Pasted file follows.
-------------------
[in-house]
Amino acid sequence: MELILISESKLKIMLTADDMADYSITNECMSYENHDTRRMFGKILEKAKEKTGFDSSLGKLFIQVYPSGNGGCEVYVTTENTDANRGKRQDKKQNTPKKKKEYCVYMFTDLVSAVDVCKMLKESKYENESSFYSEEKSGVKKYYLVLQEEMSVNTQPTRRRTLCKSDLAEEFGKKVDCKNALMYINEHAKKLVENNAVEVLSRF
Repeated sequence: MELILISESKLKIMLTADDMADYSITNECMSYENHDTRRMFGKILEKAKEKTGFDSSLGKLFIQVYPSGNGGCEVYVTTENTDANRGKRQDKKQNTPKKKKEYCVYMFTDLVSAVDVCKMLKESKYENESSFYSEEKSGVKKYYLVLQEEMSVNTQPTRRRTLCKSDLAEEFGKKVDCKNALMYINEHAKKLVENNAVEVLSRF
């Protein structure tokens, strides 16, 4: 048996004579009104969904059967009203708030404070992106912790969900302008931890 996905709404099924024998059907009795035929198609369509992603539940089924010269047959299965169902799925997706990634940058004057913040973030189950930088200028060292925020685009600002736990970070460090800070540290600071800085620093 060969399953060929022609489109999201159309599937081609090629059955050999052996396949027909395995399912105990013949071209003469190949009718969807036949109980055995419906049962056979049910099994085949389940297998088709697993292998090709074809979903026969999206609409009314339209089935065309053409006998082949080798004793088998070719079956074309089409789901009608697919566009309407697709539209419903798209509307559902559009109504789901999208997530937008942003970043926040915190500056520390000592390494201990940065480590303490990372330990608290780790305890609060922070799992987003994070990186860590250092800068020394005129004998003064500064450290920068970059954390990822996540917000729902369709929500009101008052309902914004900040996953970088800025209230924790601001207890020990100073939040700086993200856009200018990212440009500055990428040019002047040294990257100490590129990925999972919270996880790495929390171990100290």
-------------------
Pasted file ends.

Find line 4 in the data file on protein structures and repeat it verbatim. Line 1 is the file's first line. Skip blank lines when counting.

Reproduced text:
């Protein structure tokens, strides 16, 4: 048996004579009104969904059967009203708030404070992106912790969900302008931890 996905709404099924024998059907009795035929198609369509992603539940089924010269047959299965169902799925997706990634940058004057913040973030189950930088200028060292925020685009600002736990970070460090800070540290600071800085620093 060969399953060929022609489109999201159309599937081609090629059955050999052996396949027909395995399912105990013949071209003469190949009718969807036949109980055995419906049962056979049910099994085949389940297998088709697993292998090709074809979903026969999206609409009314339209089935065309053409006998082949080798004793088998070719079956074309089409789901009608697919566009309407697709539209419903798209509307559902559009109504789901999208997530937008942003970043926040915190500056520390000592390494201990940065480590303490990372330990608290780790305890609060922070799992987003994070990186860590250092800068020394005129004998003064500064450290920068970059954390990822996540917000729902369709929500009101008052309902914004900040996953970088800025209230924790601001207890020990100073939040700086993200856009200018990212440009500055990428040019002047040294990257100490590129990925999972919270996880790495929390171990100290």